Around half of Britons believe that ticket re-selling sites should be banned, new research from YouGov reveals.
The Ticket Re-selling: Reaching the sceptics reports shows that 48% believe that ticket re-selling sites should be banned, compared to 30% that do not and 21% that don’t know.
More than half (51%) of the public said that they don’t believe the current system ticket purchasing and distribution is working, and that the government should intervene. But, approaching a fifth (18%) said that the system does work, and that high prices simply reflect demand.
The report finds that there is an appreciation that the secondary market will always exist. Almost half (47%) agree that illegal touting would grow if there was a cap on how much tickets could be sold for, while 14% disagree. The remainder did not know.
The study indicates that one in ten (10%) have used a ticket re-selling site, while the overwhelming majority (89%) have not. Of those who use the sites, most don’t do it regularly – a third (32%) have done so once over the past few years, a fifth (20%) use them about once a year, while 7% do so at least once a week.
YouGov’s report also looked at how much people are spending on the sites. Among users, just 16% bought tickets at face value, while a fifth (22%) purchased them for less than their original worth. More than one in three (34%) purchased tickets that were more than face value, but less than double the cost, while one in seven (14%) buyers bought tickets for at least double the face value. The remainder can’t remember.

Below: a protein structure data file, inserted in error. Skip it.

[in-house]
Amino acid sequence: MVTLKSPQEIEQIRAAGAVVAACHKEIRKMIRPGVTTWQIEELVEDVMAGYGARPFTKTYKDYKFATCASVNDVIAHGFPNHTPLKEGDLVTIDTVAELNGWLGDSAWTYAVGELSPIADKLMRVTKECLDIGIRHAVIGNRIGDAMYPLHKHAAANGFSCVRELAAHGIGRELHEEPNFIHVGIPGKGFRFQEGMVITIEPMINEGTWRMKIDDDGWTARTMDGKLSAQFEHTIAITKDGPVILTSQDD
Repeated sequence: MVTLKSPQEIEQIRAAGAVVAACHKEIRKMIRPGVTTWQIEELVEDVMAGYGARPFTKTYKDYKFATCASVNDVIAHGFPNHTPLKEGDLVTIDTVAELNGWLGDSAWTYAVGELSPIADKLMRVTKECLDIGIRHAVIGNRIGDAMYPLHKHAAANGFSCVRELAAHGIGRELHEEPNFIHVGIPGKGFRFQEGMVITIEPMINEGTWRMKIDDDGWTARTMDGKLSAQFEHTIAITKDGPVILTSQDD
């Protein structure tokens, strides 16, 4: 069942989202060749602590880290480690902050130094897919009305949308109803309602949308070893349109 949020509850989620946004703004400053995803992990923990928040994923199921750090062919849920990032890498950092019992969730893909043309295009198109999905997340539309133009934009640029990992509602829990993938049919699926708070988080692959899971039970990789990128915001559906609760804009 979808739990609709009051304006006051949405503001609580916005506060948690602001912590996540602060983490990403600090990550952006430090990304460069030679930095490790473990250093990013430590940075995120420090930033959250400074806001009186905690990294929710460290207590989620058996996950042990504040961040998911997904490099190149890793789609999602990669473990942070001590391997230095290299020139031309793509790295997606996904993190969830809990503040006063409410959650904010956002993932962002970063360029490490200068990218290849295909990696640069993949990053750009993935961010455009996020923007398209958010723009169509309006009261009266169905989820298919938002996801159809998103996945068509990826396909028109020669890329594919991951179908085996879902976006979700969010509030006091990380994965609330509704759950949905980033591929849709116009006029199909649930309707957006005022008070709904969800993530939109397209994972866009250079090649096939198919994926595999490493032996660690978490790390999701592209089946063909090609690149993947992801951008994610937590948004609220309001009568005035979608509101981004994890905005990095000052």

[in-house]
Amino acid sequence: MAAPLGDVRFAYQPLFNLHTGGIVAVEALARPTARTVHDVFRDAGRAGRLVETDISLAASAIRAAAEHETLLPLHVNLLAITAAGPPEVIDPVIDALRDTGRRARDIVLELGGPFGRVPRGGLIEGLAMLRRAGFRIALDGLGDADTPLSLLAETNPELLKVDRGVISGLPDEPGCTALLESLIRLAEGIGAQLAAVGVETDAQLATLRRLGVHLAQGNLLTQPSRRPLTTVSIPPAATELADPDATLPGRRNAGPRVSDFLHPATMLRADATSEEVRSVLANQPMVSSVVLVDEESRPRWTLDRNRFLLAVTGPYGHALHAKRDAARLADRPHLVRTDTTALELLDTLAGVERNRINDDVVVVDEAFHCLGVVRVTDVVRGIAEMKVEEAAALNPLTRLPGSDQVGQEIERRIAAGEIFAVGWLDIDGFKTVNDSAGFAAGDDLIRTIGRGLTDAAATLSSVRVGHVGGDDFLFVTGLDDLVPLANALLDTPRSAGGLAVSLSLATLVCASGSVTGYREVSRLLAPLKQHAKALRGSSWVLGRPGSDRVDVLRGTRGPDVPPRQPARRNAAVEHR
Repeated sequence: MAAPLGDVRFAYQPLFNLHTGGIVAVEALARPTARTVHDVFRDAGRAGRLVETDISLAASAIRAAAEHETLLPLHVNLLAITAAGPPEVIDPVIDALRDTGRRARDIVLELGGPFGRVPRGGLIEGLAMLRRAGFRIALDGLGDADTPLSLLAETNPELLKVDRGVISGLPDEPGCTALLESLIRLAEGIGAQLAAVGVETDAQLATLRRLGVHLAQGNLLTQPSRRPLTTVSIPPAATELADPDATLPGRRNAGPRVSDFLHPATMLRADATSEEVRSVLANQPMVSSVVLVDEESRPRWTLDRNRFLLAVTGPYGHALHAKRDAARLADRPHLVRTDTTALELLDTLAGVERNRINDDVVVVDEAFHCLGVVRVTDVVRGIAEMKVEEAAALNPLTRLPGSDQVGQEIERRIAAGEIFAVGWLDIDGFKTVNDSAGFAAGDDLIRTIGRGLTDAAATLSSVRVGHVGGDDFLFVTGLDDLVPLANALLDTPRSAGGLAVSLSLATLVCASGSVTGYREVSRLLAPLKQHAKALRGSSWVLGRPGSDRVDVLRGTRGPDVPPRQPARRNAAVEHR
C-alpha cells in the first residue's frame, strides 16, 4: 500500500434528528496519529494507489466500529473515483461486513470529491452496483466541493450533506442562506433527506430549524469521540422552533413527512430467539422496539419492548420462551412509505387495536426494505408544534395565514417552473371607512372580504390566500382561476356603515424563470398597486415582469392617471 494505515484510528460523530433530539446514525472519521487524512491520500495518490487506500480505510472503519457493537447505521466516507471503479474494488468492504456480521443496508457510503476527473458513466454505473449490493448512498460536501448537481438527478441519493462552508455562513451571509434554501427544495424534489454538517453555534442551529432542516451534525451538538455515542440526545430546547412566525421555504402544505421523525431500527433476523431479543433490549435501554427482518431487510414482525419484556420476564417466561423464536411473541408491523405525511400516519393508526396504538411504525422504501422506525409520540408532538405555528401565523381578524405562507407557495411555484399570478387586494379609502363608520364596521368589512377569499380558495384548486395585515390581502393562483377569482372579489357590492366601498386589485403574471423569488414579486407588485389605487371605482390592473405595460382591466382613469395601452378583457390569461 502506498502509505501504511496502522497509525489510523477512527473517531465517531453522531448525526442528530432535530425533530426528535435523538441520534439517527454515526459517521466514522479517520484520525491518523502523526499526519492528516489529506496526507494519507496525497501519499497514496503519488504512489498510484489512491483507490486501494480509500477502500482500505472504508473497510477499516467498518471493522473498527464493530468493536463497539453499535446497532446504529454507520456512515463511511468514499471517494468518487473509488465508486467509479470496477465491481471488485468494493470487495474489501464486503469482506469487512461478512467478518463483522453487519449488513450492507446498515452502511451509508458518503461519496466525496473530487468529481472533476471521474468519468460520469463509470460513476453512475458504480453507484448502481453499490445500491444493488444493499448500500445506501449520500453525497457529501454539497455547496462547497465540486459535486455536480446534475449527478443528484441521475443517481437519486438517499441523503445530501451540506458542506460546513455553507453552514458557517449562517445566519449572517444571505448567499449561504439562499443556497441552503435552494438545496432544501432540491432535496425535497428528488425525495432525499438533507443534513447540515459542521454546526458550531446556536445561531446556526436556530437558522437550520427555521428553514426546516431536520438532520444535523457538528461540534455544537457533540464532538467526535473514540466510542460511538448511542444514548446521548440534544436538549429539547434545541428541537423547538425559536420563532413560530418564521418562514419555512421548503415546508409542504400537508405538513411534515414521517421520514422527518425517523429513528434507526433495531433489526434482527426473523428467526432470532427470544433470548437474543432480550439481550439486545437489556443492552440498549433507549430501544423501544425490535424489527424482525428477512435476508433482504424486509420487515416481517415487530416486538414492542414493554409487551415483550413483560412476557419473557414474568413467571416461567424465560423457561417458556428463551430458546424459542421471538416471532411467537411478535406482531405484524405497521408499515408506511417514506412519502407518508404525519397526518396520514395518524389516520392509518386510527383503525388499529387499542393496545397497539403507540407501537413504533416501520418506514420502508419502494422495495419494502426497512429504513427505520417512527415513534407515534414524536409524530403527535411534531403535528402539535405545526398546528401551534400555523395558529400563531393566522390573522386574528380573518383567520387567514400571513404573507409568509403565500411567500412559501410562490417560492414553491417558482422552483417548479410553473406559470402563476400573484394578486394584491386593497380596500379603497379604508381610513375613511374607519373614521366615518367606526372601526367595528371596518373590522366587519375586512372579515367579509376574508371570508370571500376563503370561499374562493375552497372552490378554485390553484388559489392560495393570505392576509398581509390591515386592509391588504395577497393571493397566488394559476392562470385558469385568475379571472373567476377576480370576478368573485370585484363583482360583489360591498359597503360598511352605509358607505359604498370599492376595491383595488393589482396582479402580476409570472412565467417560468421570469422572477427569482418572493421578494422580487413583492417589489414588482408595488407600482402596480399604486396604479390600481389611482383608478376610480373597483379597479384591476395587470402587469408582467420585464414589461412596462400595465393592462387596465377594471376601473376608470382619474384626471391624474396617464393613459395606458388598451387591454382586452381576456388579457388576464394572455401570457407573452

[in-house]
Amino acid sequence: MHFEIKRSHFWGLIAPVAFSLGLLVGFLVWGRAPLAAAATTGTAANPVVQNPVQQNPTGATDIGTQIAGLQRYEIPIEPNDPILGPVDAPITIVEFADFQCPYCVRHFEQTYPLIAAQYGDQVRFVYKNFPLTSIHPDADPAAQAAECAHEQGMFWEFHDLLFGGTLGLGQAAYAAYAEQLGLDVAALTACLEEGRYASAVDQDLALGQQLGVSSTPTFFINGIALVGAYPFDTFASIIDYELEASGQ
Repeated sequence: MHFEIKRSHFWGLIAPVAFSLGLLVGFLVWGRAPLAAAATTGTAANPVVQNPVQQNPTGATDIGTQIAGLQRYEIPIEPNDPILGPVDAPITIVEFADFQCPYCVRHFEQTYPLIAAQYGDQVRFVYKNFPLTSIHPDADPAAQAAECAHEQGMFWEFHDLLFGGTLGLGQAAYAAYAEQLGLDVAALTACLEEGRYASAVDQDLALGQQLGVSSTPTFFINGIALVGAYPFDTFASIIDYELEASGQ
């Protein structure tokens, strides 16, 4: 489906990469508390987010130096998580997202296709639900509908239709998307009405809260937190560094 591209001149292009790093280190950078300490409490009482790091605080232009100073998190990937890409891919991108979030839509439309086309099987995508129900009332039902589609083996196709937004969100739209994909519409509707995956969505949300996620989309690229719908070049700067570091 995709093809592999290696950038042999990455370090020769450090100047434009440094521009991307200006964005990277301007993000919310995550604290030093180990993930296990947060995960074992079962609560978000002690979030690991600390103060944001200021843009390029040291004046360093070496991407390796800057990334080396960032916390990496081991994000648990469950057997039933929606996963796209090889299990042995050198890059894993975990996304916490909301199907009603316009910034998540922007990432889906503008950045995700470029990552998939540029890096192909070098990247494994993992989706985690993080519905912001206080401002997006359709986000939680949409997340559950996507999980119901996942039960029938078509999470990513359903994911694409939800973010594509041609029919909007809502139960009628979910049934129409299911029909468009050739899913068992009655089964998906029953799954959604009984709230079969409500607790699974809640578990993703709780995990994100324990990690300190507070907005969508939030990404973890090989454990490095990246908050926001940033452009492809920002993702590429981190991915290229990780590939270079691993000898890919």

YouGov Profiles data suggests that those using ticket reselling sites are most likely to be aged male and 18-34. While understandably they are more likely to say they enjoy seeing their favourite artists live, they also tend to make impulsive purchases.
For many fans, the chance to see their favourite music artist or sports idol is one they are willing to go to great lengths to achieve – and this can often mean paying inflated prices to do so.
However, ticket re-selling sites have increasingly been in the headlines – with the principles of those sites under the microscope. Our research points to a significant proportion of people that are uncomfortable with the current state of affairs but whether steps are taken in future to limit their capabilities remains to be seen.